The iPad revolution: Transforming extra-curricular clubs

Poppy Gibson

Poppy Gibson is a lecturer in Primary Education in the Teacher Education Department, coming into HE after over a decade working in several London Primary schools. Poppy currently works on the University of Greenwich's Accelerated degree programme in Primary Education, and is the Modern Foreign Language coordinator, teaching MFL on the PGCE and BA QTS programmes. Key research interests include identity, motivation, and the integration of technology into our lives.

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Tablets are becoming more popular in schools as each term goes by, and it’s handy for teachers to share tips on the technology. London-based primary teacher Poppy Gibson has a bevy of experience when it comes to tablets in the classroom, and gives her best pointers on the matter.

[As seen in the February 2014 edition of our magazine]

Many teachers have explored and established effective ways of using iPads within a range of subjects. This article shares ideas of inspiring extra-curricular clubs that could be offered to pupils outside of timetabled lessons, during lunchtimes or after school, with simple set-ups but powerful results.

Digital Photography Club

The aim of running a Digital Photography Club is to provide a creative, interesting and fun way for pupils to learn how to take interesting and memorable photos. Themes I have found particularly successful have included ‘Natural versus Man Made’, ‘Friendship’, and ‘Seasons’.

Pupils will enjoy taking photographs with the iPad, which, unlike some digital cameras, allows for instant editing and even pre-set modes on apps such as ‘Photobooth’ (adding mirror effects, for example). As the physical management and easy use of mobile devices saves essential minutes of the club, I often find there is still time for pupils to enjoy digital editing, showing and discussing their and their peers’ photographs. At the end of each club, all pupils upload their favourite chosen one or two photographs to DropBox, which is very simple to do straight from the iPad without the need for cables or camera cards.

You may choose to print the images out for a digital photography portfolio, or you could share some of the best images on the school website or wiki page. At the end of term, you could even hold a small exhibition for teachers and other pupils to be invited to view the photographs, which can be quickly printed straight from DropBox and mounted onto card for a professional touch.

Weekly Podcast Club

I spent the start of term widely researching the pros, cons and workload of setting up a school weekly podcast, and came to the conclusion that the easiest way to integrate this into school would be through a Weekly Podcast Club. Setting up a podcast is relatively easy, using software such as Garage Band and recording audio clips on the iPad.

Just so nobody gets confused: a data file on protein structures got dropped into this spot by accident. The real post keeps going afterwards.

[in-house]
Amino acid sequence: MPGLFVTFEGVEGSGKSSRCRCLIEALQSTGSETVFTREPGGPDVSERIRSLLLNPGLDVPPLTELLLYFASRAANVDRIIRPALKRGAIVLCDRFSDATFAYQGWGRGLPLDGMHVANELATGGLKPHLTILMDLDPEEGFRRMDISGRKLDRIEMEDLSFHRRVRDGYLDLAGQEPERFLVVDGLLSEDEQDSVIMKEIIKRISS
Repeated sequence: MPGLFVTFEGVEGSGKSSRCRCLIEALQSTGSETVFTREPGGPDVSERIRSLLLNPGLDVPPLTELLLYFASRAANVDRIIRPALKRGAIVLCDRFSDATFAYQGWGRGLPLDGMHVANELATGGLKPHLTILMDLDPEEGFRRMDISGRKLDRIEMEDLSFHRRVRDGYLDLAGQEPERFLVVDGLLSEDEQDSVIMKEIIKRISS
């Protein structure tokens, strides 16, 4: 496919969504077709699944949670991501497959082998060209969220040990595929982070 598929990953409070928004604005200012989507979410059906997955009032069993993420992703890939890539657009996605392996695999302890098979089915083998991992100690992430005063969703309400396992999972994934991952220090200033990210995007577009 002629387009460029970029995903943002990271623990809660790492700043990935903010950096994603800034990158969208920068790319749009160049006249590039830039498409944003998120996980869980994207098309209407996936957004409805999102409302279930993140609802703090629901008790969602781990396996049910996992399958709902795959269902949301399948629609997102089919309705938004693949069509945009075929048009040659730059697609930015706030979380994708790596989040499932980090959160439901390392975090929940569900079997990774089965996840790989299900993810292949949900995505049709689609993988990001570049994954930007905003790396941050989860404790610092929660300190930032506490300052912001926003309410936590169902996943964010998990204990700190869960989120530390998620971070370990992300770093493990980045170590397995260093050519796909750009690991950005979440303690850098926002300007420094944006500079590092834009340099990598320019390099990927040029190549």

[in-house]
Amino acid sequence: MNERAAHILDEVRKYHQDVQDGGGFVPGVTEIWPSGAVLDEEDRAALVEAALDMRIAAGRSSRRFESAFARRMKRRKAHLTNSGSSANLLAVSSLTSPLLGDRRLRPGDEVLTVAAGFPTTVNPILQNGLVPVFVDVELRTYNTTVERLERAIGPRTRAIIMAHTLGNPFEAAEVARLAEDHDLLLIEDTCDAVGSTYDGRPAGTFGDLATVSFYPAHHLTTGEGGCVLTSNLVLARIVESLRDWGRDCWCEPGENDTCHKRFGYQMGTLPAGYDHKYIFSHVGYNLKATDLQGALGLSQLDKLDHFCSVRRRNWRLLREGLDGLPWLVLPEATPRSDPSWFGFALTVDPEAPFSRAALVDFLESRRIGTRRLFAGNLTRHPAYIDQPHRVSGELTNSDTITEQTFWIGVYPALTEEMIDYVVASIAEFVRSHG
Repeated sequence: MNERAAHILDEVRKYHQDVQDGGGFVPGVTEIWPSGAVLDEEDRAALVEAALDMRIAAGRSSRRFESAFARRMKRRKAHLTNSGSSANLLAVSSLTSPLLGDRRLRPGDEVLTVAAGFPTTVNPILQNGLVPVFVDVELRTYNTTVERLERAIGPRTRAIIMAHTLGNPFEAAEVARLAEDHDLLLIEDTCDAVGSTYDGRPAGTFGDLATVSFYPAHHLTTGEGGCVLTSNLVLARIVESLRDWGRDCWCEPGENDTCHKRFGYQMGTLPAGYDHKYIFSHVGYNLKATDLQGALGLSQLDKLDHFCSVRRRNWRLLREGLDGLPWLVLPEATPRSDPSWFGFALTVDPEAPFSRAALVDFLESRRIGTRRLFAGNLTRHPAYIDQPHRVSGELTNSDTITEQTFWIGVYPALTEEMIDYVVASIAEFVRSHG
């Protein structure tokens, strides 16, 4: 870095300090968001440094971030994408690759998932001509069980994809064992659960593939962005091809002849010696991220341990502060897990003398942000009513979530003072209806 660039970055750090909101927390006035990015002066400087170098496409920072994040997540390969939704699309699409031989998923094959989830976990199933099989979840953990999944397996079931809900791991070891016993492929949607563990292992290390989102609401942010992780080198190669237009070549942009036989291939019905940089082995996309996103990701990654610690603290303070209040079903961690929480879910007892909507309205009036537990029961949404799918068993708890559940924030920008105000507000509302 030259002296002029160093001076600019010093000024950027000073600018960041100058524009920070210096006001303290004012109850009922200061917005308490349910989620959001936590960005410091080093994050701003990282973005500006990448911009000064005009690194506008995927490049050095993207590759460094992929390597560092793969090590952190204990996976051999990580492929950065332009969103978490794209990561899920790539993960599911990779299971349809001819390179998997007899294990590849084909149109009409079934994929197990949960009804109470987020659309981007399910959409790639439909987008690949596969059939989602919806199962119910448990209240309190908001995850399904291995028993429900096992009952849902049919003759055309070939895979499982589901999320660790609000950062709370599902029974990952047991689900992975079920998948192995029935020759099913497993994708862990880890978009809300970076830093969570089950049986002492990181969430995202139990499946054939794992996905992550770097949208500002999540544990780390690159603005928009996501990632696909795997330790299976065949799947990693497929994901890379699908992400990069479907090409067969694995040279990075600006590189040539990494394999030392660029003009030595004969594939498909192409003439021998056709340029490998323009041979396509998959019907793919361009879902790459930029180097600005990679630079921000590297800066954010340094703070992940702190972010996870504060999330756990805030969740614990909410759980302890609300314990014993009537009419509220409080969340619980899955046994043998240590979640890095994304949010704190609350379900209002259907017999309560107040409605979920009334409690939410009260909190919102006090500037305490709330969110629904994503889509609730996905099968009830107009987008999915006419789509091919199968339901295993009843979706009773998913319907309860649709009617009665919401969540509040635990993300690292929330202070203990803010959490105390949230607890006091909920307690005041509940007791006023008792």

The podcast doesn’t have to be long, maybe between three to five minutes. You could use the radio podcast to share school news, pupils’ work, interviews, jokes, competitions etc, and there are even some artists that allow their music to be played copyright free on podcasts - found on sites such as Special sections such as brief discussions of national news headlines, apps / books of the week, and even pupils’ birthday mentions add appealing elements to the podcast.

Cartoon Club

Creating cartoons, or animations, requires imagination, patience and perseverance. Running a Cartoon Club is a great way to get pupils’ creative juices flowing, allowing them to explore their imaginative ideas without the structures needed in story writing or poetry. There is a wide range of animation apps available for the iPad, varying in reputation and notability. By searching the internet, talking to other teachers, and playing around with these apps, you will be sure to find an animation app that you feel is the right fit for your students. Pupils could share their animations on the school website or on a club wiki page, and viewers could leave reviews or feedback if desired.

You could even have end of term screenings with cardboard cups of popcorn, or share the animation videos in a whole school assembly.

Art Club

Recently, David Hockney, one of Britain’s most celebrated living artists, was praised for his innovative use of the iPad to create his latest pieces of art. There are many art apps that you might select for your art club. Ways that you could structure the club are either by using one app in great detail over the half term or term, and changing the topic that the pupils are drawing, or by keeping the same still life and changing the app each week instead. These alternative binaries can provide very different experiences and build on different skills in the club.

The term could end with an exhibition of pupils’ iPad artwork - maybe on the iPad screens themselves!

In summary, iPads help to develop pupils’ digital literacy and computing confidence. Using iPads outside of the classroom within the structured environment of extra-curricular clubs provides open-ended activities to increase both of these areas even further.

How have tablets transformed your school clubs? Let us know in the comments.

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